- If the union gets a majority of employees in a proposed bargaining unit to sign cards, it could demand recognition from Dignity Health without giving employees the opportunity to vote in a representation election.
- The union can keep the card because it is valid for one year from the day it is signed.
- The union may use it to send you mail and to call or visit you at home.
A union authorization card is a legally binding document, and by signing it you state that you want the union to represent you for purposes of collective bargaining. Union cards are most often used to either petition the National Labor Relations Board for an election or, if the union has collected cards from a majority of its proposed bargaining unit, demand recognition without giving employees a vote. No matter what you are told, a union card is not a request for more information or to be added or removed from the union’s mailing list. Sign-in sheets, attendance records at union information meetings, requests for more union information and other paper documents and emails could also be considered legal documents and count toward calling an election, depending on what they say.
The decision is yours and yours alone to make about whether or not to sign a card or petition. Remember, these are legally binding documents, so be sure you are clear about what you are signing and know your rights. These simple guidelines can help protect you:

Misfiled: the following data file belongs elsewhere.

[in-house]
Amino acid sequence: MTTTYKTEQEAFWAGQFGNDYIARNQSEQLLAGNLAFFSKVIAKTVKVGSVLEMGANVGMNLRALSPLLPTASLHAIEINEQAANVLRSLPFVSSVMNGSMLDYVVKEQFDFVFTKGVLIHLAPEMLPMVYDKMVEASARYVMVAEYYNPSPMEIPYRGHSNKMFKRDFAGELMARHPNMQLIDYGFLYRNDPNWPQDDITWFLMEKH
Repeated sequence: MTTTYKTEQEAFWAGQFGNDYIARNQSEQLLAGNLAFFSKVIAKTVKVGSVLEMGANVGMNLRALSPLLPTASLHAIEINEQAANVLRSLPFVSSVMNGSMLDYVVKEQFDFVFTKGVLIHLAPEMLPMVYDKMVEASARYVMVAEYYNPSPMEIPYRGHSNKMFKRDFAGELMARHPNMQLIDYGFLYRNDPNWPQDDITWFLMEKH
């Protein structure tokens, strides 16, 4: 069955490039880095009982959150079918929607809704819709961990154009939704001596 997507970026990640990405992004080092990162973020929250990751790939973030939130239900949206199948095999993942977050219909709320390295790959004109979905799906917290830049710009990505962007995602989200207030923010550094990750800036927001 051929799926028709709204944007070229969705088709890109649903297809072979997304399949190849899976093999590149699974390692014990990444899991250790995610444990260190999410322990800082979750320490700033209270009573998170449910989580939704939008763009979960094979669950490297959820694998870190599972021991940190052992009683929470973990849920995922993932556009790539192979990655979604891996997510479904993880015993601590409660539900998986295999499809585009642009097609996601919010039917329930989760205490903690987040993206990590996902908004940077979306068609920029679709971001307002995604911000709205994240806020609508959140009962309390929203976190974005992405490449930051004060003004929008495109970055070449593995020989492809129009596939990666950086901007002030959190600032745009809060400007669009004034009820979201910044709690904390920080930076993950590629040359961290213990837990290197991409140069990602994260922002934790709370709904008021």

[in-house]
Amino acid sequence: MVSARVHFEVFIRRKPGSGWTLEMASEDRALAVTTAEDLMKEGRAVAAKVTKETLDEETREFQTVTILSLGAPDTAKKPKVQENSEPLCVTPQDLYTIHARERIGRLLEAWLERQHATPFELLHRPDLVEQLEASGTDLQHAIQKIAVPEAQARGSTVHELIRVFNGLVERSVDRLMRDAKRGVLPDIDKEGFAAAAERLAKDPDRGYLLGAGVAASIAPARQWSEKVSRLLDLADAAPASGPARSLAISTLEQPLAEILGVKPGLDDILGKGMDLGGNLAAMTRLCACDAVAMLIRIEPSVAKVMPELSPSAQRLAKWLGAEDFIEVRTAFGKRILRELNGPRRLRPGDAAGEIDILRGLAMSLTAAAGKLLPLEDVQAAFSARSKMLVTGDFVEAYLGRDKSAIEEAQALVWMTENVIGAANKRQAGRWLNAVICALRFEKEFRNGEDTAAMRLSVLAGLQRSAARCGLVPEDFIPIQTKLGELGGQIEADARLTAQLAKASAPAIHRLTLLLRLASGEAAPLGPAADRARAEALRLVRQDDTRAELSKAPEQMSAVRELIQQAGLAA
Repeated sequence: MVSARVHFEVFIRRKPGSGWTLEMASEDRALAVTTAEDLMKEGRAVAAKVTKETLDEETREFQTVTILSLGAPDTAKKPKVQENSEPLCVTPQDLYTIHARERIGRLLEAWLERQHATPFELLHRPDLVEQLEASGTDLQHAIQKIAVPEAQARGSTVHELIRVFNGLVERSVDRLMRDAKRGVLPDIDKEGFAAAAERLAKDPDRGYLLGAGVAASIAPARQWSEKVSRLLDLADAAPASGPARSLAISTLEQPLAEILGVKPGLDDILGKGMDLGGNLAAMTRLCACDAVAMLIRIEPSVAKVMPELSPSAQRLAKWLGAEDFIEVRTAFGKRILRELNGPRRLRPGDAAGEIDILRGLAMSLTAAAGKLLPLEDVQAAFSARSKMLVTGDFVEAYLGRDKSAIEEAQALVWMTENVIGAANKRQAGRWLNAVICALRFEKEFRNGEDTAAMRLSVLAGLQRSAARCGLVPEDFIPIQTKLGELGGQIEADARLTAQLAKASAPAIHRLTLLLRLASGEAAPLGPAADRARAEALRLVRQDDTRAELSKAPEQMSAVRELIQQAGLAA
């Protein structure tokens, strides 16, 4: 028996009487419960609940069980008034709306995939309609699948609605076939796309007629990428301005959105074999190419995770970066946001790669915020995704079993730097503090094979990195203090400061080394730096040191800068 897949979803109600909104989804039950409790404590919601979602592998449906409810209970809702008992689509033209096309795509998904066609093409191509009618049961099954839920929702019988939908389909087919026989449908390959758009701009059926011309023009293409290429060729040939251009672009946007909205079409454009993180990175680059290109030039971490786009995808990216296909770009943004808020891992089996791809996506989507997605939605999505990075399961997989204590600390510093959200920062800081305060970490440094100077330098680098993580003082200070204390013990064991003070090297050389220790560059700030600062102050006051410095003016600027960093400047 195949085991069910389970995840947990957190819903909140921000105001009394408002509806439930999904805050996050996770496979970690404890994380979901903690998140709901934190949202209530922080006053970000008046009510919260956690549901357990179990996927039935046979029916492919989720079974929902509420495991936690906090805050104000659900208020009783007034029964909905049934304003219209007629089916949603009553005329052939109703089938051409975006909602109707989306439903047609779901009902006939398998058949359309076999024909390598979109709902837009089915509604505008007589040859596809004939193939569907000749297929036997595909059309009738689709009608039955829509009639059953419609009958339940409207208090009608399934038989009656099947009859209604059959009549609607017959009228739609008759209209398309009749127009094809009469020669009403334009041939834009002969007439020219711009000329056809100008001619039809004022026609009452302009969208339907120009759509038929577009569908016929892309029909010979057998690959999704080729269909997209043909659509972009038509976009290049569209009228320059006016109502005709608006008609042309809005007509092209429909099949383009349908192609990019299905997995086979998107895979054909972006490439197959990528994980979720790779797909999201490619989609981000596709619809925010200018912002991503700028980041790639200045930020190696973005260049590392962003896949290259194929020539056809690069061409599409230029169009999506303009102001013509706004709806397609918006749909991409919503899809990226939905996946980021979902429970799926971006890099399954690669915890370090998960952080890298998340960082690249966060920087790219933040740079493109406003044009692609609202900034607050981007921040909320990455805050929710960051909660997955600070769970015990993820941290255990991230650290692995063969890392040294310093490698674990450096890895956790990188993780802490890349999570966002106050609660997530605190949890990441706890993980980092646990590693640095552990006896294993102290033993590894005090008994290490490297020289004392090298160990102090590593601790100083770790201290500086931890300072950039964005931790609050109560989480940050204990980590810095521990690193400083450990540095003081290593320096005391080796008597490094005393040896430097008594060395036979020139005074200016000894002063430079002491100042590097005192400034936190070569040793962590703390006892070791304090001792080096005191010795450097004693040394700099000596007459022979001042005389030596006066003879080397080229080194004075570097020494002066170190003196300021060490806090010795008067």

- Ask before you sign: Know what you are signing. An authorization card could be paper or electronic and might not even mention an election, but, rather, simply be presented as a request for information. Read everything carefully and ask how your signature and personal information will be used.
- Make your own decision: It’s up to you—not us, not the union and not your co-workers—to decide what’s best for you. And, you should be able to make your decision without any pressure from anyone.
- Report concerns: Notify your manager or HR representative about anything that you feel is inappropriate or not in keeping with our security and privacy procedures.
- Keep a copy for your records: If you decide to sign a card, be sure to keep a copy, just as you would any important document.